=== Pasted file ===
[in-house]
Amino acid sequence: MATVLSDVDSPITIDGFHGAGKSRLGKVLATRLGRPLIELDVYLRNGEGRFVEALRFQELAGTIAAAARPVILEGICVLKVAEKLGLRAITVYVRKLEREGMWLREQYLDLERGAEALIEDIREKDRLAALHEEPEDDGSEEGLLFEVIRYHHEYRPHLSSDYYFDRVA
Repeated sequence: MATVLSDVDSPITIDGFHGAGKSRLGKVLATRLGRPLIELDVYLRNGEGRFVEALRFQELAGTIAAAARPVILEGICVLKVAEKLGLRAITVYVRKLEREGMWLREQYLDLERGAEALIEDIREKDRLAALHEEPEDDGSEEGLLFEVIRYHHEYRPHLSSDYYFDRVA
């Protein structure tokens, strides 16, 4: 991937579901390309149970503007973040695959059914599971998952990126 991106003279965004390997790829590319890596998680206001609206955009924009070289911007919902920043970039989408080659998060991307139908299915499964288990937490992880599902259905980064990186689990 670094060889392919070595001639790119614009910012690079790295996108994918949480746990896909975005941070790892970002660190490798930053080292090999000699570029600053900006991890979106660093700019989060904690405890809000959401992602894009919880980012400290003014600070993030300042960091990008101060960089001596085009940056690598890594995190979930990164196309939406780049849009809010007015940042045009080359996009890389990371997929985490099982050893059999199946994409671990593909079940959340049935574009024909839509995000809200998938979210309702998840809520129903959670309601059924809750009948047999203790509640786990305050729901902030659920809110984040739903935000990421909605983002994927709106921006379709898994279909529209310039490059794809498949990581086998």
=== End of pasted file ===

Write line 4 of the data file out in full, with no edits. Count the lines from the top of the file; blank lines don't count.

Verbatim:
């Protein structure tokens, strides 16, 4: 991937579901390309149970503007973040695959059914599971998952990126 991106003279965004390997790829590319890596998680206001609206955009924009070289911007919902920043970039989408080659998060991307139908299915499964288990937490992880599902259905980064990186689990 670094060889392919070595001639790119614009910012690079790295996108994918949480746990896909975005941070790892970002660190490798930053080292090999000699570029600053900006991890979106660093700019989060904690405890809000959401992602894009919880980012400290003014600070993030300042960091990008101060960089001596085009940056690598890594995190979930990164196309939406780049849009809010007015940042045009080359996009890389990371997929985490099982050893059999199946994409671990593909079940959340049935574009024909839509995000809200998938979210309702998840809520129903959670309601059924809750009948047999203790509640786990305050729901902030659920809110984040739903935000990421909605983002994927709106921006379709898994279909529209310039490059794809498949990581086998």